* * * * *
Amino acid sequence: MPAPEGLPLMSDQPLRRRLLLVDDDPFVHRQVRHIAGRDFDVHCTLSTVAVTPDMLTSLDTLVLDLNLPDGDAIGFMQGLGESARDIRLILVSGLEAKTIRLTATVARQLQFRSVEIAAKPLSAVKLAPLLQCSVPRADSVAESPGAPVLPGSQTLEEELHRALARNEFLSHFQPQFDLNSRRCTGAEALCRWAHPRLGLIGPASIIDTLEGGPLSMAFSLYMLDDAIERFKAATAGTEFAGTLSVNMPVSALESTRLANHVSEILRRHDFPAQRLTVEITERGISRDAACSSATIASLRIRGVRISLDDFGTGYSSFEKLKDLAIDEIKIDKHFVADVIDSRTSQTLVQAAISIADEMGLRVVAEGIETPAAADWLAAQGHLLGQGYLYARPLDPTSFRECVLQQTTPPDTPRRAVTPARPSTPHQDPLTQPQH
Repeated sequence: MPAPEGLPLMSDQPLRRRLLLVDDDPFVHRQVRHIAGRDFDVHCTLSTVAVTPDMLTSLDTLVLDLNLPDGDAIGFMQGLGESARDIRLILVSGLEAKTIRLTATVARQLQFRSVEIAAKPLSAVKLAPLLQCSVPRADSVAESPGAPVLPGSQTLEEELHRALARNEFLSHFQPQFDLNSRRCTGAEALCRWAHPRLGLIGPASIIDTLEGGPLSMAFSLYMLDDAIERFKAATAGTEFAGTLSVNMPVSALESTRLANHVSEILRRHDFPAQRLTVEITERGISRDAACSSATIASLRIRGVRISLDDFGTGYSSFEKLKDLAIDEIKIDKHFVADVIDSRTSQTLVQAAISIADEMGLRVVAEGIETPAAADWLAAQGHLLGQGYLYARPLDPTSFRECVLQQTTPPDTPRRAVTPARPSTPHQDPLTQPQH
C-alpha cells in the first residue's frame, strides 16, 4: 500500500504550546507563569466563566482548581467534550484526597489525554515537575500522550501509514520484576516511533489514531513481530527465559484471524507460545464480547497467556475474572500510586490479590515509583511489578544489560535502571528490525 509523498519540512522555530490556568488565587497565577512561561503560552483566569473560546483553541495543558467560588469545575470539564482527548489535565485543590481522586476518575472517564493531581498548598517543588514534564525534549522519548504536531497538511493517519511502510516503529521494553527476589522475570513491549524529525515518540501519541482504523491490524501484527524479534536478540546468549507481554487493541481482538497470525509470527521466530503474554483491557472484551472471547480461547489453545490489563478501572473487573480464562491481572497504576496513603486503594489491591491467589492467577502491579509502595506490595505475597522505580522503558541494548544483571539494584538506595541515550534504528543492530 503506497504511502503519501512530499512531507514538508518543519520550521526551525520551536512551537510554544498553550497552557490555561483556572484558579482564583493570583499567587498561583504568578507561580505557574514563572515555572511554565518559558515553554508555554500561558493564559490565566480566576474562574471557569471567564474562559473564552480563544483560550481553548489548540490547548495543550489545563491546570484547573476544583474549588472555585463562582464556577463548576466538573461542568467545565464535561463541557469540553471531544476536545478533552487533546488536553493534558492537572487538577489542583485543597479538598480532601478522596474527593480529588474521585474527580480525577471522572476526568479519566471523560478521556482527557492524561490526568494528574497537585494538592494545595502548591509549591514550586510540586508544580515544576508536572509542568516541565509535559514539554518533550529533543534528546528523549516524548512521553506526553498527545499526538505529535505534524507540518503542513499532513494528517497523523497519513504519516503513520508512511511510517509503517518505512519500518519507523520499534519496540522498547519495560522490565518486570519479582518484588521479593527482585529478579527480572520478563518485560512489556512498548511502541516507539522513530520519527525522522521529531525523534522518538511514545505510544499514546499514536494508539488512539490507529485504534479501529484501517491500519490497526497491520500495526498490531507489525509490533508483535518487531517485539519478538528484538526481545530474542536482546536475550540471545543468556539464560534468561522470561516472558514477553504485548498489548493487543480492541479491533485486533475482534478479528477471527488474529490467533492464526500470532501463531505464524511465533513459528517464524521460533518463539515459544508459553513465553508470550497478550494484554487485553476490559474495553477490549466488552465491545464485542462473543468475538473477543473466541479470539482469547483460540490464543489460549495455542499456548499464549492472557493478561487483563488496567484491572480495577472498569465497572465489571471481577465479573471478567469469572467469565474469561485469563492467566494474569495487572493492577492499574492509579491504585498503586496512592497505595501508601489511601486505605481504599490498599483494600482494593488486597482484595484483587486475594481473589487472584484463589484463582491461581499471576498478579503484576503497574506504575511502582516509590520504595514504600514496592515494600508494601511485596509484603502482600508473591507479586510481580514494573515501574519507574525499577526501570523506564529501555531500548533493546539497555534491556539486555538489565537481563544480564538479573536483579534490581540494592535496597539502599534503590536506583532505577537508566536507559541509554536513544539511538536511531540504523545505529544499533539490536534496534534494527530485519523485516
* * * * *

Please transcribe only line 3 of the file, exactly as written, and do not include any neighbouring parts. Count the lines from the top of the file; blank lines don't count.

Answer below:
C-alpha cells in the first residue's frame, strides 16, 4: 500500500504550546507563569466563566482548581467534550484526597489525554515537575500522550501509514520484576516511533489514531513481530527465559484471524507460545464480547497467556475474572500510586490479590515509583511489578544489560535502571528490525 509523498519540512522555530490556568488565587497565577512561561503560552483566569473560546483553541495543558467560588469545575470539564482527548489535565485543590481522586476518575472517564493531581498548598517543588514534564525534549522519548504536531497538511493517519511502510516503529521494553527476589522475570513491549524529525515518540501519541482504523491490524501484527524479534536478540546468549507481554487493541481482538497470525509470527521466530503474554483491557472484551472471547480461547489453545490489563478501572473487573480464562491481572497504576496513603486503594489491591491467589492467577502491579509502595506490595505475597522505580522503558541494548544483571539494584538506595541515550534504528543492530 503506497504511502503519501512530499512531507514538508518543519520550521526551525520551536512551537510554544498553550497552557490555561483556572484558579482564583493570583499567587498561583504568578507561580505557574514563572515555572511554565518559558515553554508555554500561558493564559490565566480566576474562574471557569471567564474562559473564552480563544483560550481553548489548540490547548495543550489545563491546570484547573476544583474549588472555585463562582464556577463548576466538573461542568467545565464535561463541557469540553471531544476536545478533552487533546488536553493534558492537572487538577489542583485543597479538598480532601478522596474527593480529588474521585474527580480525577471522572476526568479519566471523560478521556482527557492524561490526568494528574497537585494538592494545595502548591509549591514550586510540586508544580515544576508536572509542568516541565509535559514539554518533550529533543534528546528523549516524548512521553506526553498527545499526538505529535505534524507540518503542513499532513494528517497523523497519513504519516503513520508512511511510517509503517518505512519500518519507523520499534519496540522498547519495560522490565518486570519479582518484588521479593527482585529478579527480572520478563518485560512489556512498548511502541516507539522513530520519527525522522521529531525523534522518538511514545505510544499514546499514536494508539488512539490507529485504534479501529484501517491500519490497526497491520500495526498490531507489525509490533508483535518487531517485539519478538528484538526481545530474542536482546536475550540471545543468556539464560534468561522470561516472558514477553504485548498489548493487543480492541479491533485486533475482534478479528477471527488474529490467533492464526500470532501463531505464524511465533513459528517464524521460533518463539515459544508459553513465553508470550497478550494484554487485553476490559474495553477490549466488552465491545464485542462473543468475538473477543473466541479470539482469547483460540490464543489460549495455542499456548499464549492472557493478561487483563488496567484491572480495577472498569465497572465489571471481577465479573471478567469469572467469565474469561485469563492467566494474569495487572493492577492499574492509579491504585498503586496512592497505595501508601489511601486505605481504599490498599483494600482494593488486597482484595484483587486475594481473589487472584484463589484463582491461581499471576498478579503484576503497574506504575511502582516509590520504595514504600514496592515494600508494601511485596509484603502482600508473591507479586510481580514494573515501574519507574525499577526501570523506564529501555531500548533493546539497555534491556539486555538489565537481563544480564538479573536483579534490581540494592535496597539502599534503590536506583532505577537508566536507559541509554536513544539511538536511531540504523545505529544499533539490536534496534534494527530485519523485516